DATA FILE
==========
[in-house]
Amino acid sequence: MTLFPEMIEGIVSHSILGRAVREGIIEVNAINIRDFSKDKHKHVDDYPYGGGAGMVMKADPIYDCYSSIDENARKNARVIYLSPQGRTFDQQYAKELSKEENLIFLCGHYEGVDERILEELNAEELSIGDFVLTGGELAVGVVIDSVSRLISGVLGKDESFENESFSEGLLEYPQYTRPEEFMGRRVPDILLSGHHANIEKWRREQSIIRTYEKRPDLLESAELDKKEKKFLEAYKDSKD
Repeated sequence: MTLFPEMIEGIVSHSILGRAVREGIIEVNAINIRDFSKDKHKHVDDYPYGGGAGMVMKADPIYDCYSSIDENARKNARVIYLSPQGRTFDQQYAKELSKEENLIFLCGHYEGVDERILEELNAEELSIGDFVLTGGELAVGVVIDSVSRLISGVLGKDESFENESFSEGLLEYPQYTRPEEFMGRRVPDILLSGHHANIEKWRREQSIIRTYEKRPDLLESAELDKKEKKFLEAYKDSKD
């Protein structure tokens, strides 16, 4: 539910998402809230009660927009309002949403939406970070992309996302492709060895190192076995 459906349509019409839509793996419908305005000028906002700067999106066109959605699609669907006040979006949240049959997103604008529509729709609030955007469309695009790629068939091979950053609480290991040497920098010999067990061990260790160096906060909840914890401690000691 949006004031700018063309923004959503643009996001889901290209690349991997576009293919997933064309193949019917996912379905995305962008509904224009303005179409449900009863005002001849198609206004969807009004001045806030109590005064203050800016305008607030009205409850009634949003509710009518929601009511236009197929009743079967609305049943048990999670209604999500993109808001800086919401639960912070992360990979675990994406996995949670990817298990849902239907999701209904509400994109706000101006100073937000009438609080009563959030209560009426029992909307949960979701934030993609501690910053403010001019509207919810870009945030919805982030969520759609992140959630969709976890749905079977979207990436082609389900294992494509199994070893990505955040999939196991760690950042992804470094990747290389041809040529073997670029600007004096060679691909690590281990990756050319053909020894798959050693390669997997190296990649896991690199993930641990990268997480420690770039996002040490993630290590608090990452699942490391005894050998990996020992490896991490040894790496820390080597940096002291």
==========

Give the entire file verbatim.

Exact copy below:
[in-house]
Amino acid sequence: MTLFPEMIEGIVSHSILGRAVREGIIEVNAINIRDFSKDKHKHVDDYPYGGGAGMVMKADPIYDCYSSIDENARKNARVIYLSPQGRTFDQQYAKELSKEENLIFLCGHYEGVDERILEELNAEELSIGDFVLTGGELAVGVVIDSVSRLISGVLGKDESFENESFSEGLLEYPQYTRPEEFMGRRVPDILLSGHHANIEKWRREQSIIRTYEKRPDLLESAELDKKEKKFLEAYKDSKD
Repeated sequence: MTLFPEMIEGIVSHSILGRAVREGIIEVNAINIRDFSKDKHKHVDDYPYGGGAGMVMKADPIYDCYSSIDENARKNARVIYLSPQGRTFDQQYAKELSKEENLIFLCGHYEGVDERILEELNAEELSIGDFVLTGGELAVGVVIDSVSRLISGVLGKDESFENESFSEGLLEYPQYTRPEEFMGRRVPDILLSGHHANIEKWRREQSIIRTYEKRPDLLESAELDKKEKKFLEAYKDSKD
């Protein structure tokens, strides 16, 4: 539910998402809230009660927009309002949403939406970070992309996302492709060895190192076995 459906349509019409839509793996419908305005000028906002700067999106066109959605699609669907006040979006949240049959997103604008529509729709609030955007469309695009790629068939091979950053609480290991040497920098010999067990061990260790160096906060909840914890401690000691 949006004031700018063309923004959503643009996001889901290209690349991997576009293919997933064309193949019917996912379905995305962008509904224009303005179409449900009863005002001849198609206004969807009004001045806030109590005064203050800016305008607030009205409850009634949003509710009518929601009511236009197929009743079967609305049943048990999670209604999500993109808001800086919401639960912070992360990979675990994406996995949670990817298990849902239907999701209904509400994109706000101006100073937000009438609080009563959030209560009426029992909307949960979701934030993609501690910053403010001019509207919810870009945030919805982030969520759609992140959630969709976890749905079977979207990436082609389900294992494509199994070893990505955040999939196991760690950042992804470094990747290389041809040529073997670029600007004096060679691909690590281990990756050319053909020894798959050693390669997997190296990649896991690199993930641990990268997480420690770039996002040490993630290590608090990452699942490391005894050998990996020992490896991490040894790496820390080597940096002291």